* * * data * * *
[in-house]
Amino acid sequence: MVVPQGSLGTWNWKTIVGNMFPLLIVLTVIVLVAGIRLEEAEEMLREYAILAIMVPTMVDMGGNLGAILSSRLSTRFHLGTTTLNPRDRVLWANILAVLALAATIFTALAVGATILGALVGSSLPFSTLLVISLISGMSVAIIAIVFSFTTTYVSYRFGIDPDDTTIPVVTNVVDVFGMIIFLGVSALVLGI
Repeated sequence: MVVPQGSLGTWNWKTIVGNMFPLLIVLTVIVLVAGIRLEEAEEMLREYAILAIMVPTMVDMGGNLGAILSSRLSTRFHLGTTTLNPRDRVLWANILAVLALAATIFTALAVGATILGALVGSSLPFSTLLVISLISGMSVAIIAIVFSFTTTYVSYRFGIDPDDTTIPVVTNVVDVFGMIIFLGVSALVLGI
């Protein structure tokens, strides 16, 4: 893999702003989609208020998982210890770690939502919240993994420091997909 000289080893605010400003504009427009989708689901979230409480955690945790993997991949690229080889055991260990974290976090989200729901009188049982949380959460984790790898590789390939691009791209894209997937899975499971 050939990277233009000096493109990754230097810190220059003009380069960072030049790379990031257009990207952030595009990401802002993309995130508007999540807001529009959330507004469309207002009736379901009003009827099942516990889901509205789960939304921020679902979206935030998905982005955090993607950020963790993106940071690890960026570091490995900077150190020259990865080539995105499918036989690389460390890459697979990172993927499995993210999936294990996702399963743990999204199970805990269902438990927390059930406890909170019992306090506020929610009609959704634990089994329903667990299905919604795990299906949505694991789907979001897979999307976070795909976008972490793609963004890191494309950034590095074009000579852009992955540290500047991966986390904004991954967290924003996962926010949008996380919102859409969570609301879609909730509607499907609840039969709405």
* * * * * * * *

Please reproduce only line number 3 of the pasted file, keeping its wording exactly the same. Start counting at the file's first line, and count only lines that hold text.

Repeated sequence: MVVPQGSLGTWNWKTIVGNMFPLLIVLTVIVLVAGIRLEEAEEMLREYAILAIMVPTMVDMGGNLGAILSSRLSTRFHLGTTTLNPRDRVLWANILAVLALAATIFTALAVGATILGALVGSSLPFSTLLVISLISGMSVAIIAIVFSFTTTYVSYRFGIDPDDTTIPVVTNVVDVFGMIIFLGVSALVLGI